In the mid-1960s, the hippies—the rebels and dropouts of the Haight-Ashbury community of San Francisco—generated one of the most influential of history’s dress reform movements. Their style was so outrageous and anomalous that it alone could have made the hippie movement impossible to ignore. As did their lifestyles, their fashion built upon San Francisco and California’s tradition of iconoclasmi; important, too, was the precedent provided by the young ready-to-wear designers of London, whose international impact began in the late 1950s.
The hippies’ protest against capitalist society informed their impunity to all received strictures or etiquettes about clothes. They coordinated garments so that harmonies and homogeneity were fractured. Mad, anarchic mélanges resulted. They simulated acid phantasmagoria in their color schemes and paraded recycled old clothes, proclaiming them not as cast-off rags but proudly worn pedigree. They disguised and revealed themselves in costumes that were avatars of theatrical or historical or mythological identities, rather than the easily legible roles recognized by contemporary society. Their clothes were a paean to sexuality and sensuality: texture and tactility were foregrounded in their favorite fabrics, which ranged from slinky satin and stretch to all variety of embroidered and figured surfaces. Sometimes their fashion became not a second skin, but the exposure of their own nude bodies, painted and patterned in tribal fashion; this was a celebration of instinctual expression that they believed had been obliterated by industrialization.
The hippies built on the generic silhouettes that prevailed during the 1960s—the miniskirt, the pantsuit—but they transmogrified Mod fashion at the decade’s midpoint by the way they put their clothes together, by their choices of fabric, and by the way they accessorized. Folkloric motifs, style, and fabrics were ubiquitous in hippie fashion. Their adoption of long peasant skirts helped move fashion back to longer hemlines. The generally loose and unconstructed silhouette of the 1960s became even more flowing with the adoption of mideastern tent shapes. The hippies’ infatuation with the ensembles of Native Americans demonstrated solidarity with their plight as well as well an aesthetic appreciation.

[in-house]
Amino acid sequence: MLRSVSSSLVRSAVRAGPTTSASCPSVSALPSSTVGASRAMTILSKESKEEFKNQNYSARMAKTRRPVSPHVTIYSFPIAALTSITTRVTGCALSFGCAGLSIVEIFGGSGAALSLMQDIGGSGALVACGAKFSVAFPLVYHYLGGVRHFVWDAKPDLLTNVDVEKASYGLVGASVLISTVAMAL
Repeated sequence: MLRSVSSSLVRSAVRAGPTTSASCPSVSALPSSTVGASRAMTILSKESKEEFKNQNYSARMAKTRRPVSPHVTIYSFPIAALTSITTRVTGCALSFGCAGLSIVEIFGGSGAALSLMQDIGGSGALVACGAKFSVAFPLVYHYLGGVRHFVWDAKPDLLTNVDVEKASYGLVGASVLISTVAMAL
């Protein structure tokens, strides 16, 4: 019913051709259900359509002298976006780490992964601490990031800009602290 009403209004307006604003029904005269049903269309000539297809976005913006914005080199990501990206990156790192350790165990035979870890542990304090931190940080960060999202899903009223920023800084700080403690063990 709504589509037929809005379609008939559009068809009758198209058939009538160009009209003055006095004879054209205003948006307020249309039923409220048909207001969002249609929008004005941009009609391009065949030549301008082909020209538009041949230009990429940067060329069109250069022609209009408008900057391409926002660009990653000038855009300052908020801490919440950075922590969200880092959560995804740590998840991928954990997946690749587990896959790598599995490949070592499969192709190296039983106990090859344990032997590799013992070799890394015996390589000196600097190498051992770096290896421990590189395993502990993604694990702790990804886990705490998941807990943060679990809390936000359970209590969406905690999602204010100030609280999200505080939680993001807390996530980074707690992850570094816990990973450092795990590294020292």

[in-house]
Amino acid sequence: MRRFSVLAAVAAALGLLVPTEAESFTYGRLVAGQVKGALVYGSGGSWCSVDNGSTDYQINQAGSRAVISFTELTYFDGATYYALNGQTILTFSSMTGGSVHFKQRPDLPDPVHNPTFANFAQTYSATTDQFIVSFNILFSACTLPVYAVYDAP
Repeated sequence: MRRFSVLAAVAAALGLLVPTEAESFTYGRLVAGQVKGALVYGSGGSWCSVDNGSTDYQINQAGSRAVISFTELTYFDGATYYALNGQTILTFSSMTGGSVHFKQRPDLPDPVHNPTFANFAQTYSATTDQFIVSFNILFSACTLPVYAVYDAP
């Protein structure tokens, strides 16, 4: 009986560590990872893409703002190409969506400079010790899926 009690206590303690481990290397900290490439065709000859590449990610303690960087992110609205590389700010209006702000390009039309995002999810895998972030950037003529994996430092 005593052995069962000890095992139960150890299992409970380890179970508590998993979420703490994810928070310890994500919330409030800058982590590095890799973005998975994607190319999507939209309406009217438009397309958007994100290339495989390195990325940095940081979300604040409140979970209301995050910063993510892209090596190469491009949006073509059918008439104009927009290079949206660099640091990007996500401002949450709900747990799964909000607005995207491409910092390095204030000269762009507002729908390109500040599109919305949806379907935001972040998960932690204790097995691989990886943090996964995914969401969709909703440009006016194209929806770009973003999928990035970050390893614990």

Another prong of hippie fashion likewise proclaimed common cause with the workers of the world: this was the utilitarian fare that came to be known as “anti-fashion.” It was fashion at its least overly decorative, most rugged, and basic: blue jeans worn with T-shirts, work shirts, and other commonplace attire. Decorative appeal was provided instead by the contours outlined by these body-clinging garments. Thus the youthful counterculture promulgated an allure that could not be achieved by expenditure alone.
The hippies generated an ecological consciousness of fashion by their recycling of vintage clothes as well as their cannibalizing of old fabrics and hangings, out of which they cut new garments. They drew attention to the way that all clothes costume the wearer into roles, some—businessman, housewife—so integrated into the warp of society that they were no longer recognized as constructed characterization. Their pacific appropriation of military uniform likewise showed a determination to mock and denature the pieties vented by the opposite side of the ideological divide.